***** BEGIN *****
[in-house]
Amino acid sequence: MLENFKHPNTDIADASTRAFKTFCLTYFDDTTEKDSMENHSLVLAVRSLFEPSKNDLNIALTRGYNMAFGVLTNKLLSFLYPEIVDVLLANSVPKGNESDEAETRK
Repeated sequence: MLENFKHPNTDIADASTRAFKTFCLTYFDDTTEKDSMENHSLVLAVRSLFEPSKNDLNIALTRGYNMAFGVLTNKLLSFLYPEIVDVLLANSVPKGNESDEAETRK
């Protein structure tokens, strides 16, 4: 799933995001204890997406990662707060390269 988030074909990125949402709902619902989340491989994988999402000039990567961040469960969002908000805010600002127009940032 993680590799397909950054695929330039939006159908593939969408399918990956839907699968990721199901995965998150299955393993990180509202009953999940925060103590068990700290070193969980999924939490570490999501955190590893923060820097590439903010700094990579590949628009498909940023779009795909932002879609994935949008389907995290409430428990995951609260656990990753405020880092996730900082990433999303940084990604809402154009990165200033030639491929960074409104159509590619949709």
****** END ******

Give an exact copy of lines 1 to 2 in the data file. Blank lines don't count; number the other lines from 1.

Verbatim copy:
[in-house]
Amino acid sequence: MLENFKHPNTDIADASTRAFKTFCLTYFDDTTEKDSMENHSLVLAVRSLFEPSKNDLNIALTRGYNMAFGVLTNKLLSFLYPEIVDVLLANSVPKGNESDEAETRK